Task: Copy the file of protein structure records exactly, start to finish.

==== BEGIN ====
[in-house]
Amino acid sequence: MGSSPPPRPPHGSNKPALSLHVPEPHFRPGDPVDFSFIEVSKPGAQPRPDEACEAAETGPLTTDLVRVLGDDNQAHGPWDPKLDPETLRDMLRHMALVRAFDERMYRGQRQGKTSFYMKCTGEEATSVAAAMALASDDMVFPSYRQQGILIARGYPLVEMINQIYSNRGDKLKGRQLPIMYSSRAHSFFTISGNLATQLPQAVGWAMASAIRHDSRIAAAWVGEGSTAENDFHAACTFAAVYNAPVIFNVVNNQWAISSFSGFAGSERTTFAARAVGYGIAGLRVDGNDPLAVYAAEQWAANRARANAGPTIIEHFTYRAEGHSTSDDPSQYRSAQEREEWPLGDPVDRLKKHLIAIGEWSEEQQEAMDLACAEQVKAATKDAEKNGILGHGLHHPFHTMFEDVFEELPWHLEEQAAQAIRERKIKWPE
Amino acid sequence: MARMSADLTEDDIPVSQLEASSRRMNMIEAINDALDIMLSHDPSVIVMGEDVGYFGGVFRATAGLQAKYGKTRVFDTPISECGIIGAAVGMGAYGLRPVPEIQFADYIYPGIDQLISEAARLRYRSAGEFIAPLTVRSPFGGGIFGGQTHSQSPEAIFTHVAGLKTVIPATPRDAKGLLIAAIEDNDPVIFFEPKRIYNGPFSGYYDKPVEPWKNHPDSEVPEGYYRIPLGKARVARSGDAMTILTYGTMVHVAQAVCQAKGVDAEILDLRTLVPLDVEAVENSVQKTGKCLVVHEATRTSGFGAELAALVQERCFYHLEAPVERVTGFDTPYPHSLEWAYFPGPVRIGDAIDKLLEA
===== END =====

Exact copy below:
[in-house]
Amino acid sequence: MGSSPPPRPPHGSNKPALSLHVPEPHFRPGDPVDFSFIEVSKPGAQPRPDEACEAAETGPLTTDLVRVLGDDNQAHGPWDPKLDPETLRDMLRHMALVRAFDERMYRGQRQGKTSFYMKCTGEEATSVAAAMALASDDMVFPSYRQQGILIARGYPLVEMINQIYSNRGDKLKGRQLPIMYSSRAHSFFTISGNLATQLPQAVGWAMASAIRHDSRIAAAWVGEGSTAENDFHAACTFAAVYNAPVIFNVVNNQWAISSFSGFAGSERTTFAARAVGYGIAGLRVDGNDPLAVYAAEQWAANRARANAGPTIIEHFTYRAEGHSTSDDPSQYRSAQEREEWPLGDPVDRLKKHLIAIGEWSEEQQEAMDLACAEQVKAATKDAEKNGILGHGLHHPFHTMFEDVFEELPWHLEEQAAQAIRERKIKWPE
Amino acid sequence: MARMSADLTEDDIPVSQLEASSRRMNMIEAINDALDIMLSHDPSVIVMGEDVGYFGGVFRATAGLQAKYGKTRVFDTPISECGIIGAAVGMGAYGLRPVPEIQFADYIYPGIDQLISEAARLRYRSAGEFIAPLTVRSPFGGGIFGGQTHSQSPEAIFTHVAGLKTVIPATPRDAKGLLIAAIEDNDPVIFFEPKRIYNGPFSGYYDKPVEPWKNHPDSEVPEGYYRIPLGKARVARSGDAMTILTYGTMVHVAQAVCQAKGVDAEILDLRTLVPLDVEAVENSVQKTGKCLVVHEATRTSGFGAELAALVQERCFYHLEAPVERVTGFDTPYPHSLEWAYFPGPVRIGDAIDKLLEA